Hot dogs? Tips to keep your furry friends cool

Hot dogs? Tips to keep your furry friends cool
A golden retriever diving into water. Credit: Nima Sarram at Unsplash

Belgium is experiencing record-breaking temperatures on Tuesday at almost 40°C. The risk of overheating is real, including for animals.

The high temperatures make it difficult to cool down once the temperature outside is at the same level as body temperature. Le Soir reported that veterinarians in France had seen a 15% uptake in consultations due to animals suffering from symptoms similar to heatstroke.

"I had to treat a dog with 41°C of temperature, its natural state is 38°C degrees," said veterinarian Jean Pfister in Le Soir. "His owner had taken him out in the sun around noon. I also had to treat cases of dehydration, heart problems, semi-comatose states or burnt pads under the paws. Overall, older individuals are the most vulnerable to heat."

Heatstroke and its symptoms

When the body gets warm, there is more blood flow to the skin and blood vessels expand. To get rid of the heat, the body sweats in order to cool down.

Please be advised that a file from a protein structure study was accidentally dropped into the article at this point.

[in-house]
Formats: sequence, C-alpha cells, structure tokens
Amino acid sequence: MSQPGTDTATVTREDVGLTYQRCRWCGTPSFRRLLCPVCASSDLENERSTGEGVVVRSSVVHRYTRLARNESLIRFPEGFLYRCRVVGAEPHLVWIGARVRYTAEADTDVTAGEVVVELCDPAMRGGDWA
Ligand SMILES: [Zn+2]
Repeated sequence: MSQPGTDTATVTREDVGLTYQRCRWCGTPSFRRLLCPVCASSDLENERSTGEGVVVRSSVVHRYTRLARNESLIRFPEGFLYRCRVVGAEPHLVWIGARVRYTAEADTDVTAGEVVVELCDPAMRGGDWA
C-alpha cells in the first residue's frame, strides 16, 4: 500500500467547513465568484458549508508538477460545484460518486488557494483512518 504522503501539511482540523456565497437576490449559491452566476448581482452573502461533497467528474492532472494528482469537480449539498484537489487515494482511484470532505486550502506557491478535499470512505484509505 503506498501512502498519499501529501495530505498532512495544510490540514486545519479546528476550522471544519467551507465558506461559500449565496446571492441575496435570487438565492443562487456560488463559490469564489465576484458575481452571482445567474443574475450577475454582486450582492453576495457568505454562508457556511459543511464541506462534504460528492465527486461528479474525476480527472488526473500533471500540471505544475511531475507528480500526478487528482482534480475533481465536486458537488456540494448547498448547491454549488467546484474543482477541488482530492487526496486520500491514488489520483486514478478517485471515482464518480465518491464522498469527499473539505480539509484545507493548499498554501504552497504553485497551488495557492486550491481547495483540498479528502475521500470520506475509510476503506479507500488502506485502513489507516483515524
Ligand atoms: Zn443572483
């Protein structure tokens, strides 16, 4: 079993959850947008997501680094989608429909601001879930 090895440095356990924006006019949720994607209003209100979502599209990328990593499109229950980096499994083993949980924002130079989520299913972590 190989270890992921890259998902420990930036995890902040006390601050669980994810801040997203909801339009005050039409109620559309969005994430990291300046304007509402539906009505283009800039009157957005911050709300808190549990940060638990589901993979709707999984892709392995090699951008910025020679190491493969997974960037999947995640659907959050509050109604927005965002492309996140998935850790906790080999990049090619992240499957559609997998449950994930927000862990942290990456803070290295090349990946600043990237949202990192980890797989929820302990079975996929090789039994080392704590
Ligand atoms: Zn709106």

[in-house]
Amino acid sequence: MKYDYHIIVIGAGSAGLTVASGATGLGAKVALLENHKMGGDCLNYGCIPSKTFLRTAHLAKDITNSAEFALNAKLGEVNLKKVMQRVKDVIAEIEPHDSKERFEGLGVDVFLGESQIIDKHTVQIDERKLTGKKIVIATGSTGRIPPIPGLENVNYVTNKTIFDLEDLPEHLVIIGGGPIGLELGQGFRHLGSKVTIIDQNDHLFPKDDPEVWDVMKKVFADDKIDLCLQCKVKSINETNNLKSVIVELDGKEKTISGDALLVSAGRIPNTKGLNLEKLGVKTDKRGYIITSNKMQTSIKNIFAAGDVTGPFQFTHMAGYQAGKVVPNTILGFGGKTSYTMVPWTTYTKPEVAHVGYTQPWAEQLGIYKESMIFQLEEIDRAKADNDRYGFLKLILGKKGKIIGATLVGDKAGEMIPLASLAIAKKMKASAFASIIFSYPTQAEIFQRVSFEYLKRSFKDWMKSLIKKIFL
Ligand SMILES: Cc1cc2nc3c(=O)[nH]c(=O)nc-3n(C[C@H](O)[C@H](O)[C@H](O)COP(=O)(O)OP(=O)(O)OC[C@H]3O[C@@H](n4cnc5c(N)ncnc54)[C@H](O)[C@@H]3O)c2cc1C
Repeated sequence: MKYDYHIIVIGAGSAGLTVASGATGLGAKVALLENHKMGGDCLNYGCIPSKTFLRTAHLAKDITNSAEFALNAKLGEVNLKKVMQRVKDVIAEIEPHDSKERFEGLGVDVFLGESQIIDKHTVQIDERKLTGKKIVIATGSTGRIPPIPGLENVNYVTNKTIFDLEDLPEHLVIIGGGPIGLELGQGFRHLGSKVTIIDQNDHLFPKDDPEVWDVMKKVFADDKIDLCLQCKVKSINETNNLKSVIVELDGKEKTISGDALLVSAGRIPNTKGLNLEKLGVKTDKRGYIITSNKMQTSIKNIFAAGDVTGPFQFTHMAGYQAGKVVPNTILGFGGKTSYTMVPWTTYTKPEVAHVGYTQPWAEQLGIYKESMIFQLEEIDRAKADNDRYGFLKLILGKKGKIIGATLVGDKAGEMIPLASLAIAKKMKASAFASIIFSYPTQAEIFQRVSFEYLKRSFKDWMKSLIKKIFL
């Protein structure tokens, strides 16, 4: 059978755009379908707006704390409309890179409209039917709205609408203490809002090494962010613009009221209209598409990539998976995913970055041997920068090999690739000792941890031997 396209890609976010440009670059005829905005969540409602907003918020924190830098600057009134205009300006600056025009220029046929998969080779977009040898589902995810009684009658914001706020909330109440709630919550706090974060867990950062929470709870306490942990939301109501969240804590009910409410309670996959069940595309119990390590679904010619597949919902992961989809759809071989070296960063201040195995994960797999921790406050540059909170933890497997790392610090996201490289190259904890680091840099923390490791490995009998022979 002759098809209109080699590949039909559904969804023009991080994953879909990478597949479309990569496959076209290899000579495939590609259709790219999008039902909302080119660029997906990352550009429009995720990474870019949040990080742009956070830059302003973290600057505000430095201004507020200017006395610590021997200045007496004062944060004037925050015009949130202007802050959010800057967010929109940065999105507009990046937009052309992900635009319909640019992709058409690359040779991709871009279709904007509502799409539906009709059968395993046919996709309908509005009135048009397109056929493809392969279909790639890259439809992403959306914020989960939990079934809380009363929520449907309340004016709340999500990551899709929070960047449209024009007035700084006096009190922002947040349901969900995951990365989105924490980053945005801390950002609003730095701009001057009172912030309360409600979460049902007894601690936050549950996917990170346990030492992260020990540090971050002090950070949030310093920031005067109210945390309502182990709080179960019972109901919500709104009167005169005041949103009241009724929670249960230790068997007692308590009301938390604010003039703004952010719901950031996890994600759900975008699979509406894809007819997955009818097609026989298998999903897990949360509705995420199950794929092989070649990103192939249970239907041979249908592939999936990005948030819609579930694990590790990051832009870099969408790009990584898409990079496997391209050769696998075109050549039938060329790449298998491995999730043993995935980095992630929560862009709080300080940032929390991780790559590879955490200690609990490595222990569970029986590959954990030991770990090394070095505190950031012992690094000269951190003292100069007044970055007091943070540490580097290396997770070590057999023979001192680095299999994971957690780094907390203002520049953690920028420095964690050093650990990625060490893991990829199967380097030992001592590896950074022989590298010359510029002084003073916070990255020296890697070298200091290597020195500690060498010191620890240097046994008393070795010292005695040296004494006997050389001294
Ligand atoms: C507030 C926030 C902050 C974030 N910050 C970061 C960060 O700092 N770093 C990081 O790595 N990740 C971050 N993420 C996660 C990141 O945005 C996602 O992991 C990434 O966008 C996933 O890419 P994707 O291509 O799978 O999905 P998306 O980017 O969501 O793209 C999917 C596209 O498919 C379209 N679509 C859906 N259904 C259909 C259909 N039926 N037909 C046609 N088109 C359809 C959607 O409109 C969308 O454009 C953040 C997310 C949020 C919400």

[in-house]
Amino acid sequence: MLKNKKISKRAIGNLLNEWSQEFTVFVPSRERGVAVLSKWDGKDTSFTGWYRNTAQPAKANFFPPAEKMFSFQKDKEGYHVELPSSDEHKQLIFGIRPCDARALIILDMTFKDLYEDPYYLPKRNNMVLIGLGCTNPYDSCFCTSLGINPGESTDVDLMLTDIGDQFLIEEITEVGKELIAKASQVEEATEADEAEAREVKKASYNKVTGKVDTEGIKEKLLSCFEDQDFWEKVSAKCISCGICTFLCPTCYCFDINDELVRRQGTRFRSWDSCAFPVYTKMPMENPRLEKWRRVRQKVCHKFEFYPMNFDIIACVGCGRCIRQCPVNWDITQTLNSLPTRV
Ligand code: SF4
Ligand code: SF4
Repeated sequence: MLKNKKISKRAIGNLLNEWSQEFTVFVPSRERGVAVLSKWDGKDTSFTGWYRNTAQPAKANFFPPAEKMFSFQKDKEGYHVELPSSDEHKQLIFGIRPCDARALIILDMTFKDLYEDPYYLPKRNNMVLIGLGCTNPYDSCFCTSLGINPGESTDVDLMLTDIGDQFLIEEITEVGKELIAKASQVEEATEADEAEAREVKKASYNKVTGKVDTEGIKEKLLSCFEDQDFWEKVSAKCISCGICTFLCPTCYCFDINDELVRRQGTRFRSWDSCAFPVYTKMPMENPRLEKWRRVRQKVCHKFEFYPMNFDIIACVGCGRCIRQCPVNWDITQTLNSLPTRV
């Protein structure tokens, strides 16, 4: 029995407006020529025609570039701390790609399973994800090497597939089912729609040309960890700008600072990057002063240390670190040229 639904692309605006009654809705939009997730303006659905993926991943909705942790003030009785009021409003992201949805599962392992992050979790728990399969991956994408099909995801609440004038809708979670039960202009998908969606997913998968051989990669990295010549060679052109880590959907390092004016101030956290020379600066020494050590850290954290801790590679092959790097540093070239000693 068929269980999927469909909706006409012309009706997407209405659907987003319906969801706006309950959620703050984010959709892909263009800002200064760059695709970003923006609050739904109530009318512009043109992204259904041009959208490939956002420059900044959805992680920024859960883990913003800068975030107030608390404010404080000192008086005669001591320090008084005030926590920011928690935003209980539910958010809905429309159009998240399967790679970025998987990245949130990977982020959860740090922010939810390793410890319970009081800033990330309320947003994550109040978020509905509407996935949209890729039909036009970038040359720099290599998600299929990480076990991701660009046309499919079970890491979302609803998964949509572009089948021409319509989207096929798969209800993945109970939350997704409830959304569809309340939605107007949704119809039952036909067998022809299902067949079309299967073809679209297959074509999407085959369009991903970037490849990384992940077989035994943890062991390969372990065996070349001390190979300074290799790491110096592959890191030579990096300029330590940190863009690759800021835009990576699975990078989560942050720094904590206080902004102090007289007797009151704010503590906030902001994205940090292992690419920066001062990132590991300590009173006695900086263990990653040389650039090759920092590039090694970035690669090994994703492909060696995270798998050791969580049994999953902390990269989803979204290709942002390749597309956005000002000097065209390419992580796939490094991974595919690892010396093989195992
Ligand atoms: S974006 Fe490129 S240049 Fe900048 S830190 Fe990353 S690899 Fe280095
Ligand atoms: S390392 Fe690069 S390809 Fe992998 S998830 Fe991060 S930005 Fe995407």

As long temperatures outside are lower than body temperatures, the heat from the body can be transferred into the cooler environment. But when outside temperatures are higher than 37°C, the body has to rely only on sweating.

When animals start feeling the heat, the first sign is panting. Like humans, the body temperatures of our four-legged friends need to remain stable. On a hot day, animals absorb more heat and will want to get rid of this heat. Animals naturally get rid of the heat by panting.

If panting isn't enough to get rid of the heat, animals start to breathe more heavily. "The airways swell so that the animals have to make a very strong effort to draw in air," said veterinarian Stephanie Scheemaeker, from the University of Ghent, in De Morgen.

Shortness of breath is a warning sign, as is lethargy and constantly looking for shade.

Tips to cool pets down

  1. Avoid going for walks between 10:00 and 16:00, typically the hottest time of the day.
  2. Regularly give them water to drink without it being too cold.
  3. In cases of persistent panting, put the animal in the shade and cool it with wet cloths, but not icy water.
  4. Some animals are more vulnerable to heat. Dogs with squashed noses, such as bulldogs, small canines and dark-haired animals absorb the heat more quickly. Pay attention to these.
  5. The risk of heatstroke is less for cats, as they are more likely to seek out shadowy places on their own. They may forget to hydrate, so leaving water out for them is key.
  6. Be mindful of asphalt as concrete can be hot on paws.
  7. Take your pet to see a veterinarian if all else fails.

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